Boston Business Journal
ViewPoint: Investing in the talent and innovation future of Mass.
We are lucky to live in a region widely recognized for its leadership in economic development, driven by our intellectual capital and highly educated workforce. Massachusetts boasts five universities in the top rankings of research universities and over 110 institutions of higher education total, a fountain of new ideas and the talent to accomplish those ideas. We are acknowledged as a global innovation leader in life sciences, health care, IT, energy, defense technologies, finance and education. In life sciences, all 10 of the top biopharma companies have a significant R&D presence here.
None of this happened by accident. The investments made by the Mass. Life Sciences Center, started during the Romney administration and expanded under the Patrick administration, coupled with our unrivaled research capability, have been instrumental in creating this strong cluster. The nation-leading deployment of clean energy technologies, with leadership from the Mass Clean Energy Center and the Mass Technology Collaborative, is another great example.
Now we find ourselves at another critical moment in history. We have a wealth of talent attending our universities, but we struggle to keep them after graduation, and there continue to be disciplines where the demand far exceeds the supply. We need to follow four important principles: 1. Focus and set goals — assess where you can lead and select priorities and goals accordingly. 2. Talent — make higher education and schools, linked to industry, the unifying theme. 3. Regional alliances — organize strategies to connect assets. 4. Global partnerships — support an international strategy.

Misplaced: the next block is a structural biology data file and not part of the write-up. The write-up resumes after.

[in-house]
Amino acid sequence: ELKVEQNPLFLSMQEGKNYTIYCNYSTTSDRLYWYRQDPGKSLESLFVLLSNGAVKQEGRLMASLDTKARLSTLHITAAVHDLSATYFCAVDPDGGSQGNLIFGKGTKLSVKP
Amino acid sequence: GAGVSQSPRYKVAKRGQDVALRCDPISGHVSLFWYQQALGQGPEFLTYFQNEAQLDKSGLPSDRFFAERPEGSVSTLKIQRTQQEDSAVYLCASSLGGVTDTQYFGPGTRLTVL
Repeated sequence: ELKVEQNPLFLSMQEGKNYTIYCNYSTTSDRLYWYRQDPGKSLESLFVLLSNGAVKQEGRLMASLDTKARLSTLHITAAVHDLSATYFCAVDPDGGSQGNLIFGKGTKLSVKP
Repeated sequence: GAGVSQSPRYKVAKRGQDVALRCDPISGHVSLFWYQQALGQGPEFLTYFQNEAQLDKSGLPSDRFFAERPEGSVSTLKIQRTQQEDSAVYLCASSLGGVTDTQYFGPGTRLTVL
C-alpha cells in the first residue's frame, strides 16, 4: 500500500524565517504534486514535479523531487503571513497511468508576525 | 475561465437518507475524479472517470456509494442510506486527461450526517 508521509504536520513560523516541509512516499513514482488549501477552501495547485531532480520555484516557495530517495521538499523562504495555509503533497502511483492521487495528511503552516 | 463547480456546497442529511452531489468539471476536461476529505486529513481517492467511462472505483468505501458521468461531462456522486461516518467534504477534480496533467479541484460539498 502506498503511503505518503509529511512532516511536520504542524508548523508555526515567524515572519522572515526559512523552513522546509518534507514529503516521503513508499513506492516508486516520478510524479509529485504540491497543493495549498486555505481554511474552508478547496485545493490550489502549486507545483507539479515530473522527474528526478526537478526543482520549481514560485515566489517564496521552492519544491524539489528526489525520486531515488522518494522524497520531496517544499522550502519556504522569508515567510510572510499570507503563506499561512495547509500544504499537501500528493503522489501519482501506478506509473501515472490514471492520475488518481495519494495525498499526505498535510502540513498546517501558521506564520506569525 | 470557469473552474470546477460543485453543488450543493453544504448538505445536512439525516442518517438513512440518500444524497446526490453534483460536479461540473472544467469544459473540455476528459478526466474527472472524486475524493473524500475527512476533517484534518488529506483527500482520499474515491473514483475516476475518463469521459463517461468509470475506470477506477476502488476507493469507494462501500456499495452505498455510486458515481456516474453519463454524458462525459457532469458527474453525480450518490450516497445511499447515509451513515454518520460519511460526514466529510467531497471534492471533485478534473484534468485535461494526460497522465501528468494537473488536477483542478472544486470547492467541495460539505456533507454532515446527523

We have established leadership in the life sciences, clean energy, and other tech areas, including: cybersecurity, Big Data, advanced manufacturing and robotics. The state now should consider a focus on major technology opportunities that cut across multiple sectors. We have strengths in these cross-cutting technologies in both industry and the universities, but they are not organized enough yet to establish and maintain a leadership position.
How do we get there? Massachusetts can take the lead by investing in new “Research Centers of Excellence” that bring together its many assets in government, universities and industries to focus on challenges like cybersecurity and Big Data. The state needs to be the catalytic force by seeding the effort and having industry players support it thereafter, funding with a 1-to-3 ratio match of public-to-private or federal funds.
The investments and decisions we make in the next year will determine whether we continue to be the leaders in innovation challenges — as we are in the life sciences — or if we lose our nascent leadership position to other regions that are making investments that approach a billion dollars in these areas. Time will tell.
William Guenther is president of Mass Insight. Jack M. Wilson is president-emeritus of the University of Massachusetts.